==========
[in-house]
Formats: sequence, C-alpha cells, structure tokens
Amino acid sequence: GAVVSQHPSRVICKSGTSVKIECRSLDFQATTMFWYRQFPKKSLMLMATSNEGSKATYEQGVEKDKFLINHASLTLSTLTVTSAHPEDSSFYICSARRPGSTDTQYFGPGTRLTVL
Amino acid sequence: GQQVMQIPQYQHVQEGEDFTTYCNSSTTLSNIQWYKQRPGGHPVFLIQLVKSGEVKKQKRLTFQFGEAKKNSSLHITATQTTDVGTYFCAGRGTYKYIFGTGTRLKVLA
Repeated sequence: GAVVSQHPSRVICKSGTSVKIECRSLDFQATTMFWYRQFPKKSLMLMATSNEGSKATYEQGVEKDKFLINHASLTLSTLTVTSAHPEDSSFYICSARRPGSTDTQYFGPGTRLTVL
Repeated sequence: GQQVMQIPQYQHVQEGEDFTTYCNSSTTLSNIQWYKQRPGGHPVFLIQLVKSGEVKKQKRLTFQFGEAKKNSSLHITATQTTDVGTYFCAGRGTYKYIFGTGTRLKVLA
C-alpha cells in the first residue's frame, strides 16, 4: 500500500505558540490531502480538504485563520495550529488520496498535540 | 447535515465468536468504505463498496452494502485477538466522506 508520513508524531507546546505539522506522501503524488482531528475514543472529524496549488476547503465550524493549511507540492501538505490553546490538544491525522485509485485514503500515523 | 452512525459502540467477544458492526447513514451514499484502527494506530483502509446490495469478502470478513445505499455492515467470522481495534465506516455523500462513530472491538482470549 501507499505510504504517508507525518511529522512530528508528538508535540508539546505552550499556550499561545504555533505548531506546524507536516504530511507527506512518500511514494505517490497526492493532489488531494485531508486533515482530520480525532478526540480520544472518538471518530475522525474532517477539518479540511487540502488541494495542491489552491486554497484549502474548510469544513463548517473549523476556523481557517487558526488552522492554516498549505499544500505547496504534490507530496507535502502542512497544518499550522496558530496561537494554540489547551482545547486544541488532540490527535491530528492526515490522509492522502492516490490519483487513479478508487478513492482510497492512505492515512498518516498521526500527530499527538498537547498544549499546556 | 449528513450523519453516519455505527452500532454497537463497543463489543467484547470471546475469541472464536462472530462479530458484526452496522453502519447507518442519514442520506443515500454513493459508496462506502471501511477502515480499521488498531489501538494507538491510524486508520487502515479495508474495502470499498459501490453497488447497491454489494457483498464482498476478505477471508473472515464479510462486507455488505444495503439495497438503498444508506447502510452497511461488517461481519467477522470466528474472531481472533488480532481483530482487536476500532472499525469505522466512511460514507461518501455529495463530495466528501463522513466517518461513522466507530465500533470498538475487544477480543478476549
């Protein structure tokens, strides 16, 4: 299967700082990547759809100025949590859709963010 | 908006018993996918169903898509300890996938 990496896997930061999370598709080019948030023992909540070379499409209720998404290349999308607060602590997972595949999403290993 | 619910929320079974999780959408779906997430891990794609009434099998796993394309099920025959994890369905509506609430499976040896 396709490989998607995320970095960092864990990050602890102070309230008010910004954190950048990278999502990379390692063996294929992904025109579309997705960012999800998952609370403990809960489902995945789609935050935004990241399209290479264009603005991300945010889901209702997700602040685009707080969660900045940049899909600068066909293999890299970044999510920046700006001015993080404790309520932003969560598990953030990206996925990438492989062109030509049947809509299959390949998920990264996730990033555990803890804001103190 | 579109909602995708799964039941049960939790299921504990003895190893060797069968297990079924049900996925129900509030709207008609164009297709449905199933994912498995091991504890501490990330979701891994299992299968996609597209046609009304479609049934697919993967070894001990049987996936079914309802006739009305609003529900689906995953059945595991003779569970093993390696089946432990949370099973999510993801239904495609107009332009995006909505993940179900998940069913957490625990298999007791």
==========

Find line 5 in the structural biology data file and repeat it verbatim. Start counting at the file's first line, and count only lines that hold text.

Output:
Repeated sequence: GAVVSQHPSRVICKSGTSVKIECRSLDFQATTMFWYRQFPKKSLMLMATSNEGSKATYEQGVEKDKFLINHASLTLSTLTVTSAHPEDSSFYICSARRPGSTDTQYFGPGTRLTVL